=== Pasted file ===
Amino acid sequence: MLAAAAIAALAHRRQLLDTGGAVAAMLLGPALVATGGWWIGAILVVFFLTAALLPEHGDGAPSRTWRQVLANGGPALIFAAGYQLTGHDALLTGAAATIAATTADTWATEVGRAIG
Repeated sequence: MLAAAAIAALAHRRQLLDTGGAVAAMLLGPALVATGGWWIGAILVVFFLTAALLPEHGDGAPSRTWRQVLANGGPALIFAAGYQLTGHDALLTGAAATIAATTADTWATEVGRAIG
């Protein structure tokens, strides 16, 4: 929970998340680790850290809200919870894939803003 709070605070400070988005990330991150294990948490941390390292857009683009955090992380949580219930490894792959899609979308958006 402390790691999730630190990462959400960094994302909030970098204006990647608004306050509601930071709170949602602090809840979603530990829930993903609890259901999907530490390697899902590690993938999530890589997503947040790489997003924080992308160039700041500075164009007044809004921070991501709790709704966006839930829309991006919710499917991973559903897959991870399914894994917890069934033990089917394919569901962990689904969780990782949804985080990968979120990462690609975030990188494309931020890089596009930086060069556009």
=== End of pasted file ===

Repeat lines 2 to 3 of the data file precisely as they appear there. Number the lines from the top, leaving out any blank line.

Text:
Repeated sequence: MLAAAAIAALAHRRQLLDTGGAVAAMLLGPALVATGGWWIGAILVVFFLTAALLPEHGDGAPSRTWRQVLANGGPALIFAAGYQLTGHDALLTGAAATIAATTADTWATEVGRAIG
């Protein structure tokens, strides 16, 4: 929970998340680790850290809200919870894939803003 709070605070400070988005990330991150294990948490941390390292857009683009955090992380949580219930490894792959899609979308958006 402390790691999730630190990462959400960094994302909030970098204006990647608004306050509601930071709170949602602090809840979603530990829930993903609890259901999907530490390697899902590690993938999530890589997503947040790489997003924080992308160039700041500075164009007044809004921070991501709790709704966006839930829309991006919710499917991973559903897959991870399914894994917890069934033990089917394919569901962990689904969780990782949804985080990968979120990462690609975030990188494309931020890089596009930086060069556009």